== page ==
Maryland County Teachers Union Probed for Missing Funds
If an embezzler returns money to its proper owner, that doesn't erase the fact of the embezzlement. Authorities in Worcester County, Maryland have been operating on that principle since late January, when they initiated a probe of the temporary disappearance of more than $100,000 belonging to the Worcester County Teachers Association (WCTA). Evidence points to a former union treasurer, Denise Tull, as the most likely culprit. While Tull hasn't been charged with any offense, prosecutors believe an allegation of "misappropriated funds" contained in the association's 2011 tax filing will reveal the truth. "We have a potential crime that has gone unreported, at least to law enforcement," said Worcester County State's Attorney Beau Oglesby at the time. "There's going to be a complete and thorough investigation."
Worcester County occupies the easternmost area of Maryland. Its main community, Ocean City, in recent decades has become a huge summer draw for mid-Atlantic region beachgoers. But with a year-round population now exceeding 50,000, many of them children, the county has a large school system. And at least one of its employees is ethically-challenged insofar as that person's union activity is concerned. The Worcester County Teachers Association, an affiliate of the Maryland State Education Association (MSEA), and indirectly, the National Education Association (NEA), in an IRS tax return dated March 13, 2011, documented $111,589 in "misappropriated funds." The association noted that this amount was pending verification via audit by a bonding company. The union's previous tax return had been filed in August 2008, and reflected finances of the 2005-06 school year.
An incongruity was lurking, enough of one anyway, notes the nonprofit monitoring group Guidestar, for the IRS last October to revoke WCTA's tax-exempt status for failing to file a Form 990 for three consecutive years. Included in the 2011 tax return was an undated, unsigned letter that read: "Due to circumstances beyond the control of the present officers, on behalf of the organization, I respectfully request any proposed penalties be waived." The letter stated Denise Tull had resigned as union treasurer on March 31, 2009, and that prior to that, she had asserted all tax filings were current. The problem was that they weren't. "However, the officers learned not only had the returns not been filed, but a substantial amount of money was embezzled (over $100,000)," the letter noted. "An investigation has begun and the bonding company took all the records. The current treasurer only recently obtained some of the bank statements in order to prepare this return." For an organization with reported revenue in 2008 of $227,200, this was a substantial sum.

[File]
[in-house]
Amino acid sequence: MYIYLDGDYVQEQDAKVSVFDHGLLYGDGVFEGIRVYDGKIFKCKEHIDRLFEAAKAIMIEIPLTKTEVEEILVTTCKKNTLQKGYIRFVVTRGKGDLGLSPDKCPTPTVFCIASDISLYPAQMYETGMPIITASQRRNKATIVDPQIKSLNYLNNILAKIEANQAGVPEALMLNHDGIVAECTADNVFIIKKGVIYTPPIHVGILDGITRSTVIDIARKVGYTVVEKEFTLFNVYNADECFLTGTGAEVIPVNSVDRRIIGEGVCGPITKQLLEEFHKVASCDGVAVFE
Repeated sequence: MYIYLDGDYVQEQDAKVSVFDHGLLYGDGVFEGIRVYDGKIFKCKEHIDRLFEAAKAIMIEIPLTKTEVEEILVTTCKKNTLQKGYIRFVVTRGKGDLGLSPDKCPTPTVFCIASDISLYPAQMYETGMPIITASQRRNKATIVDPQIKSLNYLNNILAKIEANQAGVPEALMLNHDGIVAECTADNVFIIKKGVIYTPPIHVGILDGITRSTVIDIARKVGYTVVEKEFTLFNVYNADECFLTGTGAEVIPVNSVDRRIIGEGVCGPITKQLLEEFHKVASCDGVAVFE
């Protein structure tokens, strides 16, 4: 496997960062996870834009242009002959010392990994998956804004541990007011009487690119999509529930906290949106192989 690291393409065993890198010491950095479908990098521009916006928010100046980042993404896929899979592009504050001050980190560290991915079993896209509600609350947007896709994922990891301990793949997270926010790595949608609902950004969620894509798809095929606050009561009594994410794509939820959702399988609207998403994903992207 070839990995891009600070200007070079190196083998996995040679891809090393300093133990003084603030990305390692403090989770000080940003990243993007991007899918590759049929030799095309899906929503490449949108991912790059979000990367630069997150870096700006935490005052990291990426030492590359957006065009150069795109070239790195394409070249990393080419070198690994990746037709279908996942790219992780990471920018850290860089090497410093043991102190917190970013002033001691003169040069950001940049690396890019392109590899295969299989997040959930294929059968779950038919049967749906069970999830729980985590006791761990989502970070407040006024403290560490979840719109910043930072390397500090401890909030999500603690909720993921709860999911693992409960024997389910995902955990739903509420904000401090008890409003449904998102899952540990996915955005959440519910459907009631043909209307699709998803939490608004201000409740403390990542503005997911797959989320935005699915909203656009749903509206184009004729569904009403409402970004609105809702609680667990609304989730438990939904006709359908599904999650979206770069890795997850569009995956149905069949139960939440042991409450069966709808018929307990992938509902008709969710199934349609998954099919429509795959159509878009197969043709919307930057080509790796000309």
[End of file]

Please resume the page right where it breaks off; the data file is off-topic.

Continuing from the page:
Neither Tull, a teacher in the Worcester County school system since 1988, nor her union successor, Sylvia Barrios, has been available for comment. But the current WCTA president, history teacher Helen Schoffstall, has. Back in January she defended her organization. "All of our accounts have full restitution, and there are no claims pending against any of our association officers," she said. Asserting the association has repaid all back taxes, she added: "Apparently, when we found out we had not filed for three consecutive years, there had been some kind of a clerical error. We secured a firm to help us file those. When the firm faxed those forms to the IRS, the third year - the third page - didn't go through. By the time the IRS notified us that they had not received that one, of course, they dropped our tax-exempt status." The union president during Tull's departure, now-retired math teacher Terry Springle, likewise stated Tull "was never charged with anything." Yet significantly, when asked if "misappropriated" funds were repaid, he replied: "Yes. Maybe I wasn't supposed to tell you that." Is this a smoking gun? The State's Attorney is trying to find out.